From the futuristic to the historic, Jumeirah properties are distinctive for their design. Check-in, and check out the iconic architecture on your next stay.
Jumeirah Emirates Towers, Dubai
These dual skyscrapers are among the world’s most iconic. With their exterior inspired by traditional Islamic themes, the towers are clad with reflective glass, meaning they capture the sun’s changing light, offering an entirely different perspective depending on where in the city they are viewed. One curiosity is that although the towers are of different heights – the Office Tower at 355m and the Hotel Tower 309m – both have a similar number of floors; the taller office tower contains 54 floors, while the shorter contains 56 floors. This is because the individual floor heights of the office tower are greater than that of the hotel.
Jumeirah at Etihad Towers, Abu Dhabi
The complex of five striking, curved towers that sits on Abu Dhabi’s Corniche includes the Jumeirah hotel. Representing billowing sails on a dhow, their grouping was based on unfurling flower petals and falcons. The blocks are arranged so that from whatever direction they are viewed, at least two of the towers are visible.
Burj Al Arab, Dubai
Synonymous with Dubai, this iconic architectural masterpiece stands on an artificial island connected to the mainland by a curving bridge. Designed to resemble the billowing spinnaker sail of a J-class yacht. Two “wings” spread in a V to form a vast “mast”, while in between is a massive 180-metre tall atrium. Overseen by architect Tom Wright, this luxurious hotel is a feat of engineering. It took three years to reclaim the land offshore, driving 230 40-metre concrete piles into the sand, yet less time to construct the actual building. It contains over 70,000 m3 of concrete and 9,000 tons of steel.
Grosvenor House Suites, London
The site of this prestigious Park Lane mansion was home to a string of London gentry from the Duke of Cumberland to the Duke of Gloucester and, in 1805, the 1st Marquess of Westminster – otherwise known as Robert Grosvenor after whom the house was named. The celebrated British architect Edwin Lutyens designed the building as seen today in 1918. It was considered an icon of early 20th century luxury and served as the home of the Dukes of Westminster until it was requisitioned by the government during the Great War.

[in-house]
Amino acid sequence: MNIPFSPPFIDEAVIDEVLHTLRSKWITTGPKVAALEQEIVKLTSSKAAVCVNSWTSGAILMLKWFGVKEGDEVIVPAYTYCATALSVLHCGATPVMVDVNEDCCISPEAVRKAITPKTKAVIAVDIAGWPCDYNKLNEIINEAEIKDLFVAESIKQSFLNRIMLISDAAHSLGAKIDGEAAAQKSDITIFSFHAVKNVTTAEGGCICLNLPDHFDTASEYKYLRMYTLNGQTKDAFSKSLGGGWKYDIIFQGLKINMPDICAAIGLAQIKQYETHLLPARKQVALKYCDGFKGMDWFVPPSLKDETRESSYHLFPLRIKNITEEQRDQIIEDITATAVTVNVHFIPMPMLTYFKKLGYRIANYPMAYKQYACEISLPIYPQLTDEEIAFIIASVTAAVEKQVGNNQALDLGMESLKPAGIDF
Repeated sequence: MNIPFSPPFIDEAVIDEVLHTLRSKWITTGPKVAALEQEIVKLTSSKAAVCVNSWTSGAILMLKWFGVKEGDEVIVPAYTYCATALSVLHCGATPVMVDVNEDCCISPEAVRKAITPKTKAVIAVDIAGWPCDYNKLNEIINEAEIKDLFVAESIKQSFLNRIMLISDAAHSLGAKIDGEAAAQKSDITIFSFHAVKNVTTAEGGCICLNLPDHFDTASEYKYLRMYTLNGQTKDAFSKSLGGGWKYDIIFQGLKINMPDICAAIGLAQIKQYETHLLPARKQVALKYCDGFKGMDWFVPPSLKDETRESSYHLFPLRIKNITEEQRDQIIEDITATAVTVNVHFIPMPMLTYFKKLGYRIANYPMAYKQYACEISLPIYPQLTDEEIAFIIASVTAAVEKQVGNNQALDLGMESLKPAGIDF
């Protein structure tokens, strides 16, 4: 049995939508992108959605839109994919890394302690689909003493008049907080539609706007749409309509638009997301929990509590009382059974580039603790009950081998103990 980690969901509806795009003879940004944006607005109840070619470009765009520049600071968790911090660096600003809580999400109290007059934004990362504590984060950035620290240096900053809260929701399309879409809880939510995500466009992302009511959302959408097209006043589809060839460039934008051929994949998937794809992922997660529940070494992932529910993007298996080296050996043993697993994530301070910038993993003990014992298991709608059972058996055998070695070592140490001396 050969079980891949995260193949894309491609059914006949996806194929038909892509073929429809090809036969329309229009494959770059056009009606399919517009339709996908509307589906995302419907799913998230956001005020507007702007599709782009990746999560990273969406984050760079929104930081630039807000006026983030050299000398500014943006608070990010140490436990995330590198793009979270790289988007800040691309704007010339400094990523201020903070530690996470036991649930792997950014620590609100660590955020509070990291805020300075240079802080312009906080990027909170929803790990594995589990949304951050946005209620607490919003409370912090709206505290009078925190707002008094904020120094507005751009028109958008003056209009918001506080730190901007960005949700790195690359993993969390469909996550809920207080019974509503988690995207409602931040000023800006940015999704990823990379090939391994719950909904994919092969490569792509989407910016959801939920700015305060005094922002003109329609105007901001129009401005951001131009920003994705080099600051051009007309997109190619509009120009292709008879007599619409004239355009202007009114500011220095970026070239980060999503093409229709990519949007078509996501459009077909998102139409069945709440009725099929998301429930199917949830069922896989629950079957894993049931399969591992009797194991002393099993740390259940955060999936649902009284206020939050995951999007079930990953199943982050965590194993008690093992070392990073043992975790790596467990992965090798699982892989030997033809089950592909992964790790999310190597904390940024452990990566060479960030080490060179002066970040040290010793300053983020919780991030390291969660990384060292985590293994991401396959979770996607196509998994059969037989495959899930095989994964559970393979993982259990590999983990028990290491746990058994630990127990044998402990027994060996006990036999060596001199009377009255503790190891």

Jumeirah Beach Hotel, Dubai
Sitting beside the sands of Jumeirah beach, this iconic blue wave sits proud and dominates the view, particularly from the coast looking inland. Easily recognisable, JBH, as it is known locally, is a 275-metre long silhouette of a large blue wave and the long layered facades add to the impression of a wave swelling and breaking. Corridors within the 600-room hotel are also curved, meaning that all guests have sunset views over the ocean.
Jumeirah Port Soller Hotel & Spa, Mallorca
Blending seamlessly into the glorious surrounding countryside, this hotel crowns a cliff overlooking the fishing village of Port Soller. It’s surrounded by the Tramuntana Mountain range, declared a UNESCO Heritage site. With all the hotel buildings being low rise and all flat roofs planted with vegetation and tall grasses, it’s said that the hotel looks as if it’s floating between the sea and sky.
Jumeirah Himalayas Hotel
Construction of the Himalayas Centre started in 2006 under the direction of world-renowned architect Arata Isozaki, who also created the Barcelona Olympic Stadium and Los Angeles MoMA. Inspired by Chinese cultural elements and traditional feng shui principles, Arata Isozaki designed the landmark Himalayas Center, where Jumeirah Himalayas Hotel is located. A three-dimensional Urban Forest comprising dramatically sculpted columns defines the central section of the Himalayas Centre. Dutch artist Mondrian’s Neoplasticism movement is the inspiration for the bold, primary colours and rectangular shapes of the facade lighting. A custom-built colour palette was sourced from ancient Chinese paintings, and the composition optimises cutting-edge technology to create a shining beacon of dynamic vibration.